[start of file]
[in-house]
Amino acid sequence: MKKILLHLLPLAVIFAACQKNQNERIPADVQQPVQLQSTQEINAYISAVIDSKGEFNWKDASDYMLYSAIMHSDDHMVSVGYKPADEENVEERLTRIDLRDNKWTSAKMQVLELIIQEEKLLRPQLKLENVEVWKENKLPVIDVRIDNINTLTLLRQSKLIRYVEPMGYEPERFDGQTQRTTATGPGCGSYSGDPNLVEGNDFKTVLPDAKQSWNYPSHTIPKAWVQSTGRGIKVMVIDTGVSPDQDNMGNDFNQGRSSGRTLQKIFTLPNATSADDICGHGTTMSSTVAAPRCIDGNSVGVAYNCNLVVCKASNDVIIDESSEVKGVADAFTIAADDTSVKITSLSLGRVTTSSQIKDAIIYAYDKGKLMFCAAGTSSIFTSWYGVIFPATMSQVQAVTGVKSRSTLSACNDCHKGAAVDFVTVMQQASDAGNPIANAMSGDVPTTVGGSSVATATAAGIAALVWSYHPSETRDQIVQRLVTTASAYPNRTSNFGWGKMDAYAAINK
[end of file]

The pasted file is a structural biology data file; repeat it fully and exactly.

[in-house]
Amino acid sequence: MKKILLHLLPLAVIFAACQKNQNERIPADVQQPVQLQSTQEINAYISAVIDSKGEFNWKDASDYMLYSAIMHSDDHMVSVGYKPADEENVEERLTRIDLRDNKWTSAKMQVLELIIQEEKLLRPQLKLENVEVWKENKLPVIDVRIDNINTLTLLRQSKLIRYVEPMGYEPERFDGQTQRTTATGPGCGSYSGDPNLVEGNDFKTVLPDAKQSWNYPSHTIPKAWVQSTGRGIKVMVIDTGVSPDQDNMGNDFNQGRSSGRTLQKIFTLPNATSADDICGHGTTMSSTVAAPRCIDGNSVGVAYNCNLVVCKASNDVIIDESSEVKGVADAFTIAADDTSVKITSLSLGRVTTSSQIKDAIIYAYDKGKLMFCAAGTSSIFTSWYGVIFPATMSQVQAVTGVKSRSTLSACNDCHKGAAVDFVTVMQQASDAGNPIANAMSGDVPTTVGGSSVATATAAGIAALVWSYHPSETRDQIVQRLVTTASAYPNRTSNFGWGKMDAYAAINK